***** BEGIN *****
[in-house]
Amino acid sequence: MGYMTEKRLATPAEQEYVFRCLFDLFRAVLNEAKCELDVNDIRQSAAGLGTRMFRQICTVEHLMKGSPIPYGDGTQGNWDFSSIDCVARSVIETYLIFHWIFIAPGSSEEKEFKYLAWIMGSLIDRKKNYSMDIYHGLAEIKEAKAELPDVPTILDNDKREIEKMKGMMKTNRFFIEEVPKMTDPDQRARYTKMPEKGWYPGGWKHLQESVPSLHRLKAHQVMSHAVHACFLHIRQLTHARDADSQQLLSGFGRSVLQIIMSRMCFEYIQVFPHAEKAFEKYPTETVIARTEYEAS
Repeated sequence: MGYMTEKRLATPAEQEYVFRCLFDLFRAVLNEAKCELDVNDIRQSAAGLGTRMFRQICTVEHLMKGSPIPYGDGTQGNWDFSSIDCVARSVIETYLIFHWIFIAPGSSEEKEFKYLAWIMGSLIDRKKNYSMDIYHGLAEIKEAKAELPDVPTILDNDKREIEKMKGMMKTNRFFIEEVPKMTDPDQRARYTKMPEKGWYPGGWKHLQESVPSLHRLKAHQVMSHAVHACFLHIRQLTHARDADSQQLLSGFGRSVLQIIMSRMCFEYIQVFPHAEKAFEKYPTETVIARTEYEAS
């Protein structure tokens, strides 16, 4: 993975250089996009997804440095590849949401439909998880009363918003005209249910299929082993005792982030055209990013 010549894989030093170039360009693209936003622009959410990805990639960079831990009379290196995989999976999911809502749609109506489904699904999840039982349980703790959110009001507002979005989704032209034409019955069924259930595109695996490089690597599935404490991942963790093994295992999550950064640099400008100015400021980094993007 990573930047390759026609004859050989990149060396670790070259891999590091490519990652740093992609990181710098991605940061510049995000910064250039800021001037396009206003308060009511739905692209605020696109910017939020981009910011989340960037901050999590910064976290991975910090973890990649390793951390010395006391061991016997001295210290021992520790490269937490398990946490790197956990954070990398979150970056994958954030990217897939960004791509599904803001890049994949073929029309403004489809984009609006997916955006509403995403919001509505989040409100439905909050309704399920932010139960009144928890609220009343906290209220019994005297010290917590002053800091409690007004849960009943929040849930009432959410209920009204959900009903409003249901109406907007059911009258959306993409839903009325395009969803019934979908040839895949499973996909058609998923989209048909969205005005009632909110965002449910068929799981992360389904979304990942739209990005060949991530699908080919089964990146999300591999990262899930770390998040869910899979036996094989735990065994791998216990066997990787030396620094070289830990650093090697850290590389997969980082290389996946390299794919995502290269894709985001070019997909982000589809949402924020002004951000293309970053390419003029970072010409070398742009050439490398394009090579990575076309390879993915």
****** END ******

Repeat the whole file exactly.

[in-house]
Amino acid sequence: MGYMTEKRLATPAEQEYVFRCLFDLFRAVLNEAKCELDVNDIRQSAAGLGTRMFRQICTVEHLMKGSPIPYGDGTQGNWDFSSIDCVARSVIETYLIFHWIFIAPGSSEEKEFKYLAWIMGSLIDRKKNYSMDIYHGLAEIKEAKAELPDVPTILDNDKREIEKMKGMMKTNRFFIEEVPKMTDPDQRARYTKMPEKGWYPGGWKHLQESVPSLHRLKAHQVMSHAVHACFLHIRQLTHARDADSQQLLSGFGRSVLQIIMSRMCFEYIQVFPHAEKAFEKYPTETVIARTEYEAS
Repeated sequence: MGYMTEKRLATPAEQEYVFRCLFDLFRAVLNEAKCELDVNDIRQSAAGLGTRMFRQICTVEHLMKGSPIPYGDGTQGNWDFSSIDCVARSVIETYLIFHWIFIAPGSSEEKEFKYLAWIMGSLIDRKKNYSMDIYHGLAEIKEAKAELPDVPTILDNDKREIEKMKGMMKTNRFFIEEVPKMTDPDQRARYTKMPEKGWYPGGWKHLQESVPSLHRLKAHQVMSHAVHACFLHIRQLTHARDADSQQLLSGFGRSVLQIIMSRMCFEYIQVFPHAEKAFEKYPTETVIARTEYEAS
């Protein structure tokens, strides 16, 4: 993975250089996009997804440095590849949401439909998880009363918003005209249910299929082993005792982030055209990013 010549894989030093170039360009693209936003622009959410990805990639960079831990009379290196995989999976999911809502749609109506489904699904999840039982349980703790959110009001507002979005989704032209034409019955069924259930595109695996490089690597599935404490991942963790093994295992999550950064640099400008100015400021980094993007 990573930047390759026609004859050989990149060396670790070259891999590091490519990652740093992609990181710098991605940061510049995000910064250039800021001037396009206003308060009511739905692209605020696109910017939020981009910011989340960037901050999590910064976290991975910090973890990649390793951390010395006391061991016997001295210290021992520790490269937490398990946490790197956990954070990398979150970056994958954030990217897939960004791509599904803001890049994949073929029309403004489809984009609006997916955006509403995403919001509505989040409100439905909050309704399920932010139960009144928890609220009343906290209220019994005297010290917590002053800091409690007004849960009943929040849930009432959410209920009204959900009903409003249901109406907007059911009258959306993409839903009325395009969803019934979908040839895949499973996909058609998923989209048909969205005005009632909110965002449910068929799981992360389904979304990942739209990005060949991530699908080919089964990146999300591999990262899930770390998040869910899979036996094989735990065994791998216990066997990787030396620094070289830990650093090697850290590389997969980082290389996946390299794919995502290269894709985001070019997909982000589809949402924020002004951000293309970053390419003029970072010409070398742009050439490398394009090579990575076309390879993915």